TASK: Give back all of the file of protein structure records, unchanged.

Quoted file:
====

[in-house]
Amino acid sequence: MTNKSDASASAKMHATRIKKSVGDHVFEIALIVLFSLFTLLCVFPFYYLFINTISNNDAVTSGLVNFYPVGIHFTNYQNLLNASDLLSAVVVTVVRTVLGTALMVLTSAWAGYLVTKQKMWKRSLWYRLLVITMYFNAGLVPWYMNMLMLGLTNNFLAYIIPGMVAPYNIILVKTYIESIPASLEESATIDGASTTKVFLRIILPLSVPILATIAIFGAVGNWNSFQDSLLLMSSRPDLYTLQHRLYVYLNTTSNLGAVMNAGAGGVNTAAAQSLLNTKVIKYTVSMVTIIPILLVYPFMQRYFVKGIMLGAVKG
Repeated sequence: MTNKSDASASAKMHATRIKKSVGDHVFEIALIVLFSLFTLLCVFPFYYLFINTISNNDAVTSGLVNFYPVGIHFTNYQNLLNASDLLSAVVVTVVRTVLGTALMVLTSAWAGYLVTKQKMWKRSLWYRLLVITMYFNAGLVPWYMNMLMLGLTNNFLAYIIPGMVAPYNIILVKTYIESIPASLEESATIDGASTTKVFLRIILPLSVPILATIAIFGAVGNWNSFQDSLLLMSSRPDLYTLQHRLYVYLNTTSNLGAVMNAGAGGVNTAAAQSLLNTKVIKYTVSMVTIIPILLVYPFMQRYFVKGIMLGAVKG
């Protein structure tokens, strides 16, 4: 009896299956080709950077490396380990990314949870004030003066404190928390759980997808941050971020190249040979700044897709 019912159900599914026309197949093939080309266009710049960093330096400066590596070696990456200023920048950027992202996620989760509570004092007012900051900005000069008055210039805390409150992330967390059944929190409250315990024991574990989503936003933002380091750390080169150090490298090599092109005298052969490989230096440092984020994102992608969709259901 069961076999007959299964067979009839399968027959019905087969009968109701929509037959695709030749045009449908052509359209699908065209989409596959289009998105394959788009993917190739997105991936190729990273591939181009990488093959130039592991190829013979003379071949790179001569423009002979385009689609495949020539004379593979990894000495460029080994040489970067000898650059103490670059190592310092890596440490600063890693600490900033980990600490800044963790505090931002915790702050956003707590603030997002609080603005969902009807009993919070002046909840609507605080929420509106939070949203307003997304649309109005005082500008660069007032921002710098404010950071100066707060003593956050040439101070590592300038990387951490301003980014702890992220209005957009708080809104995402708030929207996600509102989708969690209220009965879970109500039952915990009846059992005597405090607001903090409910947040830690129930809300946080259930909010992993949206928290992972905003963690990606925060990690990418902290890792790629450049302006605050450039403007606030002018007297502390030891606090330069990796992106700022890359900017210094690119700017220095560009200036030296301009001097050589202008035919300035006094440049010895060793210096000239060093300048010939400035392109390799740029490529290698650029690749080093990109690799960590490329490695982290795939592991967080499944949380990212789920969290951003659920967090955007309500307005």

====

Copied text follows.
[in-house]
Amino acid sequence: MTNKSDASASAKMHATRIKKSVGDHVFEIALIVLFSLFTLLCVFPFYYLFINTISNNDAVTSGLVNFYPVGIHFTNYQNLLNASDLLSAVVVTVVRTVLGTALMVLTSAWAGYLVTKQKMWKRSLWYRLLVITMYFNAGLVPWYMNMLMLGLTNNFLAYIIPGMVAPYNIILVKTYIESIPASLEESATIDGASTTKVFLRIILPLSVPILATIAIFGAVGNWNSFQDSLLLMSSRPDLYTLQHRLYVYLNTTSNLGAVMNAGAGGVNTAAAQSLLNTKVIKYTVSMVTIIPILLVYPFMQRYFVKGIMLGAVKG
Repeated sequence: MTNKSDASASAKMHATRIKKSVGDHVFEIALIVLFSLFTLLCVFPFYYLFINTISNNDAVTSGLVNFYPVGIHFTNYQNLLNASDLLSAVVVTVVRTVLGTALMVLTSAWAGYLVTKQKMWKRSLWYRLLVITMYFNAGLVPWYMNMLMLGLTNNFLAYIIPGMVAPYNIILVKTYIESIPASLEESATIDGASTTKVFLRIILPLSVPILATIAIFGAVGNWNSFQDSLLLMSSRPDLYTLQHRLYVYLNTTSNLGAVMNAGAGGVNTAAAQSLLNTKVIKYTVSMVTIIPILLVYPFMQRYFVKGIMLGAVKG
């Protein structure tokens, strides 16, 4: 009896299956080709950077490396380990990314949870004030003066404190928390759980997808941050971020190249040979700044897709 019912159900599914026309197949093939080309266009710049960093330096400066590596070696990456200023920048950027992202996620989760509570004092007012900051900005000069008055210039805390409150992330967390059944929190409250315990024991574990989503936003933002380091750390080169150090490298090599092109005298052969490989230096440092984020994102992608969709259901 069961076999007959299964067979009839399968027959019905087969009968109701929509037959695709030749045009449908052509359209699908065209989409596959289009998105394959788009993917190739997105991936190729990273591939181009990488093959130039592991190829013979003379071949790179001569423009002979385009689609495949020539004379593979990894000495460029080994040489970067000898650059103490670059190592310092890596440490600063890693600490900033980990600490800044963790505090931002915790702050956003707590603030997002609080603005969902009807009993919070002046909840609507605080929420509106939070949203307003997304649309109005005082500008660069007032921002710098404010950071100066707060003593956050040439101070590592300038990387951490301003980014702890992220209005957009708080809104995402708030929207996600509102989708969690209220009965879970109500039952915990009846059992005597405090607001903090409910947040830690129930809300946080259930909010992993949206928290992972905003963690990606925060990690990418902290890792790629450049302006605050450039403007606030002018007297502390030891606090330069990796992106700022890359900017210094690119700017220095560009200036030296301009001097050589202008035919300035006094440049010895060793210096000239060093300048010939400035392109390799740029490529290698650029690749080093990109690799960590490329490695982290795939592991967080499944949380990212789920969290951003659920967090955007309500307005």